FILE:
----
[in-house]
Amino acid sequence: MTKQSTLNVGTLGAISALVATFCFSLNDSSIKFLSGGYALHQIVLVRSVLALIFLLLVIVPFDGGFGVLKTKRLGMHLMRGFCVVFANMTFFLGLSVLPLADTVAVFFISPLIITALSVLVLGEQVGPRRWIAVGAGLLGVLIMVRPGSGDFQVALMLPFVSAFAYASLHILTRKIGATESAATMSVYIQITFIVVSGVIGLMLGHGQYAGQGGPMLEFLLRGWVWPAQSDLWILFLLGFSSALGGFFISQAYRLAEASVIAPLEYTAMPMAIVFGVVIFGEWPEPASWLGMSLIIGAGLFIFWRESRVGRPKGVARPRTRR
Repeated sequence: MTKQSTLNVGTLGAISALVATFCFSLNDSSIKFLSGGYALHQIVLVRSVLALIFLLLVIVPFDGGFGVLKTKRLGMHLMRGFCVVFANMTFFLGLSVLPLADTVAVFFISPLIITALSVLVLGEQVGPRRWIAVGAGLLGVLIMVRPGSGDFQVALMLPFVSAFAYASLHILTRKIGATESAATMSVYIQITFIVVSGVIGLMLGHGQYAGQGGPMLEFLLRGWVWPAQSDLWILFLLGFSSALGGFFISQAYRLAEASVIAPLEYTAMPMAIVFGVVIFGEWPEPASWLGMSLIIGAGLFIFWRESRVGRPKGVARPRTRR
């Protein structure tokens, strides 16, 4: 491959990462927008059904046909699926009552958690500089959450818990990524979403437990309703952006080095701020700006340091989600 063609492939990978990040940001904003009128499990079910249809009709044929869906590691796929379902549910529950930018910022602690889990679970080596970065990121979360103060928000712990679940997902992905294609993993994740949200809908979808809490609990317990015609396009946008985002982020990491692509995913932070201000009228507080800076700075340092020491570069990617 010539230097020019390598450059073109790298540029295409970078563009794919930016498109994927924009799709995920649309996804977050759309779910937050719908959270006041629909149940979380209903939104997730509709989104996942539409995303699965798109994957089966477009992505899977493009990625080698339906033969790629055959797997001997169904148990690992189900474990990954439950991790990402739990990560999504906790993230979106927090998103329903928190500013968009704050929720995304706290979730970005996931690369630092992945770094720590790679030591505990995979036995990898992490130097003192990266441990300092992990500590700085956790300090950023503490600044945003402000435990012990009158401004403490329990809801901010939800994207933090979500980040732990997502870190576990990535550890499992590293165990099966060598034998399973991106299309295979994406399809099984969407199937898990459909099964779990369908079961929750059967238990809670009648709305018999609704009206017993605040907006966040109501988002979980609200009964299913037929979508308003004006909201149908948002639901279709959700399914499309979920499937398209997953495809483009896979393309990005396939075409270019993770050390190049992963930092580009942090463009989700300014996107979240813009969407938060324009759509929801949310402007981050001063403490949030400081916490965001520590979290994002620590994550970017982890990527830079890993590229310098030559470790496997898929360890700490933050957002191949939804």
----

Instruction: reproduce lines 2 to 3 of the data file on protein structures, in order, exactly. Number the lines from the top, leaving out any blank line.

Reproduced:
Amino acid sequence: MTKQSTLNVGTLGAISALVATFCFSLNDSSIKFLSGGYALHQIVLVRSVLALIFLLLVIVPFDGGFGVLKTKRLGMHLMRGFCVVFANMTFFLGLSVLPLADTVAVFFISPLIITALSVLVLGEQVGPRRWIAVGAGLLGVLIMVRPGSGDFQVALMLPFVSAFAYASLHILTRKIGATESAATMSVYIQITFIVVSGVIGLMLGHGQYAGQGGPMLEFLLRGWVWPAQSDLWILFLLGFSSALGGFFISQAYRLAEASVIAPLEYTAMPMAIVFGVVIFGEWPEPASWLGMSLIIGAGLFIFWRESRVGRPKGVARPRTRR
Repeated sequence: MTKQSTLNVGTLGAISALVATFCFSLNDSSIKFLSGGYALHQIVLVRSVLALIFLLLVIVPFDGGFGVLKTKRLGMHLMRGFCVVFANMTFFLGLSVLPLADTVAVFFISPLIITALSVLVLGEQVGPRRWIAVGAGLLGVLIMVRPGSGDFQVALMLPFVSAFAYASLHILTRKIGATESAATMSVYIQITFIVVSGVIGLMLGHGQYAGQGGPMLEFLLRGWVWPAQSDLWILFLLGFSSALGGFFISQAYRLAEASVIAPLEYTAMPMAIVFGVVIFGEWPEPASWLGMSLIIGAGLFIFWRESRVGRPKGVARPRTRR